Return policy

Foreign citizens need a valid verblijfsvergunning (residence permit) to stay in the Netherlands if they are ‘third-country citizens’. Third-country citizens are foreign citizens who are not from the European Union (EU), Norway, Iceland or Switzerland. Foreign citizens residing in the Netherlands who have no right to a residence permit or who have never applied for one are in the Netherlands illegally. They must leave the country.

Return decision and entry ban

Foreign citizens who are not allowed to remain in the Netherlands are issued a terugkeerbesluit (return decision) from the Immigratie- en Naturalisatiedienst – IND (Immigration and Naturalisation Service), the police or the Koninklijke Marechaussee (Royal Netherlands Military Constabulary). Return decisions can be issued in the following situations:

  • when the IND has denied a foreign citizen's application for a residence permit and the application for judicial review or appeal lodged by the foreign citizen have also been denied;
  • when the IND declines to renew a residence permit that is about to expire;
  • when the IND revokes a residence permit.

A return decision can also be issued to third-country citizens who are in the Netherlands illegally and are discovered:

  • at the border;
  • during a check;
  • during any other enforcement action by the police or the Koninklijke Marechaussee.

Deadline for departure of foreign citizens subject to a return decision

The return decision states the deadline by which the foreign citizen must leave the Netherlands. The general rule is that foreign citizens are given 28 days to leave. However, a person may be ordered to leave immediately (the same day) if:

  • the Government of the Netherlands has reason to assume that the foreign citizen will not leave and, as a result, will stay in the Netherlands illegally;
  • the foreign citizen has committed a criminal offence;
  • the foreign citizen has lodged an asylum application and the application is declared unfounded.

Anyone who fails to leave by the deadline can be given an inreisverbod (entry ban). If the decision states the foreign citizen must leave the same day, the person concerned must leave the Netherlands immediately and, in most cases, an entry ban will be imposed. During the period specified in the entry ban, the person concerned will not be allowed to travel within the Schengen Area, which includes the Netherlands.

Encouraging voluntary return

Foreign citizens who are not allowed to stay are responsible for their departure and return to their country of origin. Those who wish to return voluntarily can get assistance, for instance from the International Organization for Migration (IOM). This may include help with arranging travel documents or an airline ticket, or assistance at Schiphol airport or in their country of origin.

The Government of the Netherlands provides grants to a number of projects run by NGOs and other organisations which promote lasting return. In some cases, foreign citizens who meet certain conditions may be given money or goods to set up a business after their return. This will help them make a living in their country of origin.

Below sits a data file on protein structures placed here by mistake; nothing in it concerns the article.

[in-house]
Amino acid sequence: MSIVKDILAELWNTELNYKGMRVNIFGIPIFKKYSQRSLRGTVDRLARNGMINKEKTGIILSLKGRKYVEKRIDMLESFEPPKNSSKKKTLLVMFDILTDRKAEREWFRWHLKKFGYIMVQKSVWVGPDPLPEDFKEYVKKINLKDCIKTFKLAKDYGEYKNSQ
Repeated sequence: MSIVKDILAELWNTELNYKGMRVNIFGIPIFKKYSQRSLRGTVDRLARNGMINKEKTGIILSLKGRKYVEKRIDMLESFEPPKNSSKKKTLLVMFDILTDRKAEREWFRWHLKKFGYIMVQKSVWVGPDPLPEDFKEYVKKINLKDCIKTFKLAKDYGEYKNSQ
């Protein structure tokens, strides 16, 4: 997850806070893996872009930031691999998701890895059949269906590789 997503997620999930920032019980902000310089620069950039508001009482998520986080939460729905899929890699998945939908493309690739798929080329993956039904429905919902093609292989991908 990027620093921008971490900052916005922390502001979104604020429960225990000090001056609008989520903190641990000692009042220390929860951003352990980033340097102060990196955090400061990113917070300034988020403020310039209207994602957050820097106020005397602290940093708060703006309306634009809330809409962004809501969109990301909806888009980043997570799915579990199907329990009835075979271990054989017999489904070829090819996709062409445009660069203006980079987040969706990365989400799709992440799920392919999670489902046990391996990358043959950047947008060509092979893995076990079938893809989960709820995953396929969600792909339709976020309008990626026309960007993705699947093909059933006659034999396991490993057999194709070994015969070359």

IOM works with various civil society organisations to provide this support. Voluntary return is, in principle, possible regardless of country of origin.

Reception centres for asylum seekers

People whose application for asylum has been rejected stay at a reception centre run by the Centraal Orgaan opvang asielzoekers – COA (Central Agency for the Reception of Asylum Seekers) until the deadline for their departure.

If the person has not left the Netherlands by the deadline, they are no longer allowed to stay at the reception centre. Foreign citizens who cooperate actively in organising their departure after the deadline has expired may stay in restrictive accommodation.

Families with children are given accommodation at a family location until their departure or until the youngest child turns 18.

Special permit: no-fault residence permit

In some cases, migrants whose application for asylum or a residence permit has been denied are unable to leave the Netherlands through no fault of their own. For example, this could be the case because their country of origin refuses to repatriate its own citizens. In such cases the person may be eligible for a buitenschuldvergunning (no-fault residence permit), if they meet a number of conditions. For example, they must be able to show that they asked the embassy or consulate of their country of origin to enable them to return. If that does not work, they must ask the Dienst Terugkeer en Vertrek – DT&V (Repatriation and Departure Service).

If the DT&V determines that the foreign citizen is indeed unable to return, it will issue an advisory opinion to the IND. In most cases, the IND will then grant a no-fault residence permit.